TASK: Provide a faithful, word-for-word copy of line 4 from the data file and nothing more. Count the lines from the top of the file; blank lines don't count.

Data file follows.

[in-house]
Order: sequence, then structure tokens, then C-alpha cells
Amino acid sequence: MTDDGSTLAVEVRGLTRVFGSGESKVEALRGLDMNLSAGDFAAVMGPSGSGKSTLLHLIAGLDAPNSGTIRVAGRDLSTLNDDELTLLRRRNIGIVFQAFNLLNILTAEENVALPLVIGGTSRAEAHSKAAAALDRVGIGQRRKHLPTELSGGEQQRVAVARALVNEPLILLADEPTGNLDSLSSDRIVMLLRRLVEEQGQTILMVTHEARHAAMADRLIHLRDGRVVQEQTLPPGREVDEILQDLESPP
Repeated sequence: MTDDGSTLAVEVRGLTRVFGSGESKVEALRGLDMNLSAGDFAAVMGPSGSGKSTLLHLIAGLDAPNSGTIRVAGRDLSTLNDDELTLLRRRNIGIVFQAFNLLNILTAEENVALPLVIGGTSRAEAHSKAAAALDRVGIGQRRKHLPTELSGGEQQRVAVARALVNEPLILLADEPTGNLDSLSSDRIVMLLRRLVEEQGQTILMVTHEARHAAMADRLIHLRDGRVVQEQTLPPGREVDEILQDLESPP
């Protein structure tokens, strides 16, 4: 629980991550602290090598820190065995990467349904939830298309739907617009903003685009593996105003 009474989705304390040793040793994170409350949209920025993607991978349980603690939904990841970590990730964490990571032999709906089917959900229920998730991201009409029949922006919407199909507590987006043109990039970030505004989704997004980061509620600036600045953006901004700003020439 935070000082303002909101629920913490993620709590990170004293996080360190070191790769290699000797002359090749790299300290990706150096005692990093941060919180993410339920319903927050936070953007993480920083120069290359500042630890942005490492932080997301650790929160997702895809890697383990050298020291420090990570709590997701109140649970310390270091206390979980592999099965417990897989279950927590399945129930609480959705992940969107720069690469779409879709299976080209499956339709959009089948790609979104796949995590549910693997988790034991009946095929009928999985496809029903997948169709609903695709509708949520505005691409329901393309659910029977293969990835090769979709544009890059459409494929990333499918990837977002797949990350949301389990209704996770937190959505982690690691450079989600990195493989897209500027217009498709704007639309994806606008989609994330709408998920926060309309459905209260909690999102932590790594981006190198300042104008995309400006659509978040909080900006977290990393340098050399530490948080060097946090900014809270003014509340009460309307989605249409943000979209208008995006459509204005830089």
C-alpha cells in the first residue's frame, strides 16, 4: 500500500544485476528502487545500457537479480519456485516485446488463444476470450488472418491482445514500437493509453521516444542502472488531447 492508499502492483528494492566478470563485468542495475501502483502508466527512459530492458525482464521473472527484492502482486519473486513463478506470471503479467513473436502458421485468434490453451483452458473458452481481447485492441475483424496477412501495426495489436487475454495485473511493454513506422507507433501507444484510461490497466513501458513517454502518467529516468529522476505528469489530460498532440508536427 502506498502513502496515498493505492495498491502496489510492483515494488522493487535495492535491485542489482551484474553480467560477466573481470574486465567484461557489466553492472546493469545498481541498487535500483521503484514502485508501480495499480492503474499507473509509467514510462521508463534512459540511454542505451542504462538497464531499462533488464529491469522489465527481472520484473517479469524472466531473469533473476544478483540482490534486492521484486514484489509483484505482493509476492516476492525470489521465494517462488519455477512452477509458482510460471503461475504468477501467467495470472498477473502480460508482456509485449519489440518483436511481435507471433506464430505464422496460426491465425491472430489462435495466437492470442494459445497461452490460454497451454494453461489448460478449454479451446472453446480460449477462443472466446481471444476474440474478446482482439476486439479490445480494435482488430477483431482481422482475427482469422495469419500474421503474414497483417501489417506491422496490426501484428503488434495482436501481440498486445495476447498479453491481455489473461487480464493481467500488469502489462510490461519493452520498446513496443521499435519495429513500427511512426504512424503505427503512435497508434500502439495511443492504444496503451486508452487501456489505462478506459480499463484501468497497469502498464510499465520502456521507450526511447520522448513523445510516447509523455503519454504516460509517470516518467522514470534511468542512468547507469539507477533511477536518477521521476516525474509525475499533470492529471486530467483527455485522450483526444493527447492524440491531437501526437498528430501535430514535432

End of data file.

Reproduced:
Repeated sequence: MTDDGSTLAVEVRGLTRVFGSGESKVEALRGLDMNLSAGDFAAVMGPSGSGKSTLLHLIAGLDAPNSGTIRVAGRDLSTLNDDELTLLRRRNIGIVFQAFNLLNILTAEENVALPLVIGGTSRAEAHSKAAAALDRVGIGQRRKHLPTELSGGEQQRVAVARALVNEPLILLADEPTGNLDSLSSDRIVMLLRRLVEEQGQTILMVTHEARHAAMADRLIHLRDGRVVQEQTLPPGREVDEILQDLESPP